Deidre: I mentioned earlier that I started as a mostly self-taught artist, with some workshops for techniques. As I became more serious and began to develop my own voice, I started to look for ways to get my work out into the world. I wanted to be in galleries, to place my work with art consultants, etc. I started researching possibilities and reading lists of opportunities. I looked into applying for a couple of residencies, and they were asking for references. I realized that I didn't really have anyone who could vouch for me as an artist. When I looked at lists of represented artists, it seemed that a large proportion of them had degrees. I realized that if I really wanted to be serious about this, getting some kind of a credential would be helpful.

I already had one degree from the school I eventually chose, so I didn't have to take any of the basic core stuff, just the art classes. It seemed like it would all just be a lot of fun! I wasn't prepared for how rigorous the program is and how much work it would be. But it was all worthwhile, and I learned so much more than I ever expected to. Being able to understand your own work in the context of the larger art world and our society and visual culture is invaluable. I was also given opportunities to learn several different mediums and techniques, and the never-ending papers helped me to develop my writing and research skills.

Besides that, I learned how to approach my work with intent and commitment, while understanding what I do and being able to value it fully. It's important to be able to talk about what you do and why you do it, and going to school was critical in furthering my ability to do that.

Façade VI, 38 x 63 inches, acrylic on stitched textile, ©2008

Terry: You describe yourself as a mixed media artist working in paint and fiber. What draws you to paint? What draws you to textiles? Are you working from the same source for all of your work regardless of media?

Deidre: Painting as a hobby came first, then I discovered quilting. Somewhat accidentally, I discovered that I could merge the two, and that was when I found something I was really excited about. I love textiles because of the tactile nature of the materials, feeling the fabric in my hands, watching the stitches go into it, and seeing the magic transformation from a flat surface into a landscape of texture and dimension. I love painting because I love color, whether it's bold or subtle, and it suits my working method. It lets me work in a layered way, and you can't really make a mistake because you can always add more.

My inspiration comes from textures in nature or manmade surfaces that are in the process of being transformed by nature. I'm intrigued by the way nature works with and against, the things we make - how sun and wind and rain and freezing makes metal rust or paint peel. The result is something beautiful and unexpected. I think about how at the precise moment in time that I might see that surface, it's only a tiny snapshot in history and it will continue to transform long after I'm gone. My work is about finding beauty in the unexpected and the impermanent.

Terry: What do you see as your biggest challenge in maintaining your art career? How have you dealt with this challenge?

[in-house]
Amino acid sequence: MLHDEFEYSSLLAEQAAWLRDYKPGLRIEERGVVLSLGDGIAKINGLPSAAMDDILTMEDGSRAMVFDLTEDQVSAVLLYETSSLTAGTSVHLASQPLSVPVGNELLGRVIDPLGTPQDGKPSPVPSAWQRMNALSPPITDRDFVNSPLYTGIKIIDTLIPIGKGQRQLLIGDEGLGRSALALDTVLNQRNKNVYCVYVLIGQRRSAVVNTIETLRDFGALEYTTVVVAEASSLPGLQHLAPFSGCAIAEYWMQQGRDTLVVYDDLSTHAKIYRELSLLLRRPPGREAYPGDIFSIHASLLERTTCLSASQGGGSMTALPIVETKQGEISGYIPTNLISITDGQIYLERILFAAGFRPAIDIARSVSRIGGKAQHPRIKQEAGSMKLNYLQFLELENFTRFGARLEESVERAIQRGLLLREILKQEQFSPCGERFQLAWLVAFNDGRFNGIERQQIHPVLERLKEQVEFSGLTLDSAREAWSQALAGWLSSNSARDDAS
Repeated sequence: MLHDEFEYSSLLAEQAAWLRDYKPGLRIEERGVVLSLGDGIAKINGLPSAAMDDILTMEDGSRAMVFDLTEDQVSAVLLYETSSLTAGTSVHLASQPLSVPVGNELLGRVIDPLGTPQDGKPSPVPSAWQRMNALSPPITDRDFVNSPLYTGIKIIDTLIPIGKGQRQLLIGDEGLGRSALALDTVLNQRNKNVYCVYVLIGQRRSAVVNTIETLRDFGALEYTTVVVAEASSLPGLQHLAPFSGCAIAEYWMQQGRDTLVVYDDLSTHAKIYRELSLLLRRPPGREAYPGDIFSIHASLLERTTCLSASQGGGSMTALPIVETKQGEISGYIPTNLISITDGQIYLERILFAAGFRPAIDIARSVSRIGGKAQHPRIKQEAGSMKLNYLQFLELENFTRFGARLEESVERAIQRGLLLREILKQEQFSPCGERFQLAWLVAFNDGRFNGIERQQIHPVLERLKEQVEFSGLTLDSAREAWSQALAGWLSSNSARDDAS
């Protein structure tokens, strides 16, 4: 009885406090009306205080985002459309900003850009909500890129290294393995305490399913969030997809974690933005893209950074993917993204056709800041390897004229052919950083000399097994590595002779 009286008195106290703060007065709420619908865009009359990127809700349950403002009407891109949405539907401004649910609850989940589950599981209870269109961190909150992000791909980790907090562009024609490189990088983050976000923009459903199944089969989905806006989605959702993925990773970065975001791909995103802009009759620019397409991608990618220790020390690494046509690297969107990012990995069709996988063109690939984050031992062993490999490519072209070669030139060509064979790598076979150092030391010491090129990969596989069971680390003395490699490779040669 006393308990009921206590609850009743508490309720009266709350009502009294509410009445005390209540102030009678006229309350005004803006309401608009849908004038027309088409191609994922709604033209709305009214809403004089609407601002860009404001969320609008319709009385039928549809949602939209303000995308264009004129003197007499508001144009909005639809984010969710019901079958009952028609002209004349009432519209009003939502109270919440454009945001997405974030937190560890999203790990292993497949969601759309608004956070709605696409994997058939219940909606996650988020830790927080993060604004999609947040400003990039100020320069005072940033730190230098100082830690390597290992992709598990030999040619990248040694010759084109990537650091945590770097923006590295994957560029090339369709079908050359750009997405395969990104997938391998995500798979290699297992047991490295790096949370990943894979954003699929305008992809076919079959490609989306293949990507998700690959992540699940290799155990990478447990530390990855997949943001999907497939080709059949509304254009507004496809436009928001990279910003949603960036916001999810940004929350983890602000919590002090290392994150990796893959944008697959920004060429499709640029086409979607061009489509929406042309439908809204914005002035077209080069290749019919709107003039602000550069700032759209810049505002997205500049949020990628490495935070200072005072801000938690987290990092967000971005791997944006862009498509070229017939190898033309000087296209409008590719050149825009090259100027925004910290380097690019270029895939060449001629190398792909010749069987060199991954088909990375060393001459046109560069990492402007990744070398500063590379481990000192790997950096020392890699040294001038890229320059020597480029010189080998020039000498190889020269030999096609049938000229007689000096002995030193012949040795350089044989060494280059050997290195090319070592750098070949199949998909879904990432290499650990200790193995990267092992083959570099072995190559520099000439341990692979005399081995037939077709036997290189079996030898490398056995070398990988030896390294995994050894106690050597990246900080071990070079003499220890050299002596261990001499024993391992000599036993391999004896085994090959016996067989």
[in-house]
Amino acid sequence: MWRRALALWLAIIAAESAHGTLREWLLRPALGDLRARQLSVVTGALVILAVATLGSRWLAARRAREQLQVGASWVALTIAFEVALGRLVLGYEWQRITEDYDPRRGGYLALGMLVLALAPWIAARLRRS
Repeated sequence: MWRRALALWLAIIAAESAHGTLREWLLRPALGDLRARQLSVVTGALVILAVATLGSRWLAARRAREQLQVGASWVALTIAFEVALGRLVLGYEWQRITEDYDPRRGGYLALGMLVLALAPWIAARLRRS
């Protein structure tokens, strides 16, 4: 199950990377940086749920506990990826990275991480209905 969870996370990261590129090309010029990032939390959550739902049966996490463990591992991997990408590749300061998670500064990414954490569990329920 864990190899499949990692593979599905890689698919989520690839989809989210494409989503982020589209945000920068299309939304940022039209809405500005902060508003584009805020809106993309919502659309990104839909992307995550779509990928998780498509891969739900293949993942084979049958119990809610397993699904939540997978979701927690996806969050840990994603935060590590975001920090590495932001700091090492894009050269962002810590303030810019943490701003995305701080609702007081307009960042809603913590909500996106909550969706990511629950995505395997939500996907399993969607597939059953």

Deidre: There are so many things to be afraid of: the decline of our economy and our society, getting older, failing health, etc. All of those things are a constant worry, but at the same time, making art is what keeps me sane. Right now, life is good, and I'll just keep making my art as long as I'm able.

Deidre in the studio.

Terry: If you could go anywhere and do anything you could dream, where would we find you and what would you be doing?

Deidre: You have to be careful with this kind of thing - it could be a case of "you might just get what you wish for." Maybe I'm just not a big dreamer, but I'm really happy with my life right now - my family, my friends, my studio, my work. Maybe if I could pick up everything and be in the French countryside, or a small Italian town, or even Santa Fe or Taos, that might be an improvement. But I also think I could be happy anywhere as long as I have art supplies and time to use them!

Terry: Thank you, Deidre, for your responses and for sharing your beautiful work.

To find out more about Deidre and her work, visit:


Select Exhibition and Shows

Solo Exhibitions

2010 Plane of Persistence, BFA Thesis exhibition, Metropolitan State College of Denver Center for Visual Art, Denver, Colorado

2008 Deidre Adams: Passages, Translations Gallery, Denver, Colorado

2008 Spaces and Places: Explorations in Mixed Media Textiles, Art in Public Places Program, Aurora, Colorado

Selected Group Exhibitions

2011 Quilt National, The Dairy Barn Arts Center, Athens, Ohio

2010 Quilt Visions 2010: No Boundaries, Oceanside Museum of Art, Oceanside, California

2009 Sublime Surfaces, Dairy Center for the Arts, Boulder, Colorado

2008 12 Voices, Dennos Museum Center, Traverse City, Michigan, and traveling

2008 Threadline, Missouri State University Art & Design Gallery - awarded Best in Show by Juror Jason Pollen

2008 Quilt Visions 2008: Contemporary Expressions, Oceanside Museum of Art, Oceanside, California


I love to hear from you so remember...commenting is FREE!


  1. I love this women's work Terry. Thanks for posting the interview.

  2. Thank you Tom. Deidre has a very strong style.

  3. Wonderful work and another interesting interview Terry. How interesting to go back and get a BFA. Thanks!

  4. Thank you Leslie for your comment. Yes, I applaud her for doing that. When I did my MFA the average age was a bit more than 35 and it was clear that sometimes you just have to have more life experience before you really know what you want and what you need. I think Deidre's work is unique and interesting.

  5. I love Deidre's work and was brousing through my list and saw the photo of the first piece of work and had to stop by, love them all. Great interview.

  6. Thank you for commenting Linda. Deidre is a real inspiration.

  7. Her marks are mesmerizing. I want to see her work in person. Thank you for posting this interview. I'm intrigued.

  8. Thank you Christine for your comment. I have enjoyed the relationship between her textile work and her paintings. Shows great continuity in her process and her thinking.

  9. Thanks for a great interview, Terry. Deidre's art and point of view are inspiring.

  10. Thank you so much Jill. Our field is growing and expanding everyday and it's refreshing to see work such as Deidre's which has such a fresh approach. Please come again. I appreciate your interest.

  11. I've just become familiar with Deidre and her work, so was pleased to find your interview with her. Thank you so very much!

  12. Great interview, Terry, with a wonderful artist and an even nicer person. I love the questions that you pose and the fact that Deidre gave such thoughtful answers. I'm lucky enough to own one of her pieces and, like all good artists, the marks and details and delectable bits are more wonderful in person.


    PS Have fun in Auburn - near my old stomping grounds!

  13. Thank you Judy! I love to see artists follow their own path and I feel Deidre is doing that. Please come again.